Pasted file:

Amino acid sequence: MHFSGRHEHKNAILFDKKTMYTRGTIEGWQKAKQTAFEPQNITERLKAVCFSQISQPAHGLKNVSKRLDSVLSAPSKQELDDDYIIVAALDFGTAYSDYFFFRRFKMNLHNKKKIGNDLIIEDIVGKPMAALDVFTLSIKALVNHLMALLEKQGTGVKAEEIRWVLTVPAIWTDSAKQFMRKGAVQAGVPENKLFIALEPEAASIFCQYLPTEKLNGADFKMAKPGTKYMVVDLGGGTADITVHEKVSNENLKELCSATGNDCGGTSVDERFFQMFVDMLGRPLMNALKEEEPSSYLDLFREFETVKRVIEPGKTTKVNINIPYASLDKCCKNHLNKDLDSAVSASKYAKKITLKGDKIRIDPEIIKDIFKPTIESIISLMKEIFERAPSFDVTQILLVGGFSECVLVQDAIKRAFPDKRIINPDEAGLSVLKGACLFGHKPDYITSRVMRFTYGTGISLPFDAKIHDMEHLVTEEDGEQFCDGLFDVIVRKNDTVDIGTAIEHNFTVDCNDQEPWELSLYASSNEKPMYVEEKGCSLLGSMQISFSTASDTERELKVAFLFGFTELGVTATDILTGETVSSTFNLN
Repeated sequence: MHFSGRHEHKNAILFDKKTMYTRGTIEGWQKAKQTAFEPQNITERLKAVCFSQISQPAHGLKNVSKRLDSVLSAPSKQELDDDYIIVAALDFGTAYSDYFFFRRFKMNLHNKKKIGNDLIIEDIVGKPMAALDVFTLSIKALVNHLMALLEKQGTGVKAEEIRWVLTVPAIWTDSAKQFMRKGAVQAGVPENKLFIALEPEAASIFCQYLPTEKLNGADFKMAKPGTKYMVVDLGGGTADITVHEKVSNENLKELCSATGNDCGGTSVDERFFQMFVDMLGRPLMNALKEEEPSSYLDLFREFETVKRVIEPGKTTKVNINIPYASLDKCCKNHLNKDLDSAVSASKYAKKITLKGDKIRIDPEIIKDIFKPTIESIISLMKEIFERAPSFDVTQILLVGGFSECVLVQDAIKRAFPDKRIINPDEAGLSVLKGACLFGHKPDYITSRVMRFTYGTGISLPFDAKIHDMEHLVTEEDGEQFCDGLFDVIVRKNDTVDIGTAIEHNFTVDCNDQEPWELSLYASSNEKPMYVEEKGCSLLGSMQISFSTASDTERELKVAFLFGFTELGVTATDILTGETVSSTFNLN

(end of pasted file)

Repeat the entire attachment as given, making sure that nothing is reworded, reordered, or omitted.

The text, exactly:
Amino acid sequence: MHFSGRHEHKNAILFDKKTMYTRGTIEGWQKAKQTAFEPQNITERLKAVCFSQISQPAHGLKNVSKRLDSVLSAPSKQELDDDYIIVAALDFGTAYSDYFFFRRFKMNLHNKKKIGNDLIIEDIVGKPMAALDVFTLSIKALVNHLMALLEKQGTGVKAEEIRWVLTVPAIWTDSAKQFMRKGAVQAGVPENKLFIALEPEAASIFCQYLPTEKLNGADFKMAKPGTKYMVVDLGGGTADITVHEKVSNENLKELCSATGNDCGGTSVDERFFQMFVDMLGRPLMNALKEEEPSSYLDLFREFETVKRVIEPGKTTKVNINIPYASLDKCCKNHLNKDLDSAVSASKYAKKITLKGDKIRIDPEIIKDIFKPTIESIISLMKEIFERAPSFDVTQILLVGGFSECVLVQDAIKRAFPDKRIINPDEAGLSVLKGACLFGHKPDYITSRVMRFTYGTGISLPFDAKIHDMEHLVTEEDGEQFCDGLFDVIVRKNDTVDIGTAIEHNFTVDCNDQEPWELSLYASSNEKPMYVEEKGCSLLGSMQISFSTASDTERELKVAFLFGFTELGVTATDILTGETVSSTFNLN
Repeated sequence: MHFSGRHEHKNAILFDKKTMYTRGTIEGWQKAKQTAFEPQNITERLKAVCFSQISQPAHGLKNVSKRLDSVLSAPSKQELDDDYIIVAALDFGTAYSDYFFFRRFKMNLHNKKKIGNDLIIEDIVGKPMAALDVFTLSIKALVNHLMALLEKQGTGVKAEEIRWVLTVPAIWTDSAKQFMRKGAVQAGVPENKLFIALEPEAASIFCQYLPTEKLNGADFKMAKPGTKYMVVDLGGGTADITVHEKVSNENLKELCSATGNDCGGTSVDERFFQMFVDMLGRPLMNALKEEEPSSYLDLFREFETVKRVIEPGKTTKVNINIPYASLDKCCKNHLNKDLDSAVSASKYAKKITLKGDKIRIDPEIIKDIFKPTIESIISLMKEIFERAPSFDVTQILLVGGFSECVLVQDAIKRAFPDKRIINPDEAGLSVLKGACLFGHKPDYITSRVMRFTYGTGISLPFDAKIHDMEHLVTEEDGEQFCDGLFDVIVRKNDTVDIGTAIEHNFTVDCNDQEPWELSLYASSNEKPMYVEEKGCSLLGSMQISFSTASDTERELKVAFLFGFTELGVTATDILTGETVSSTFNLN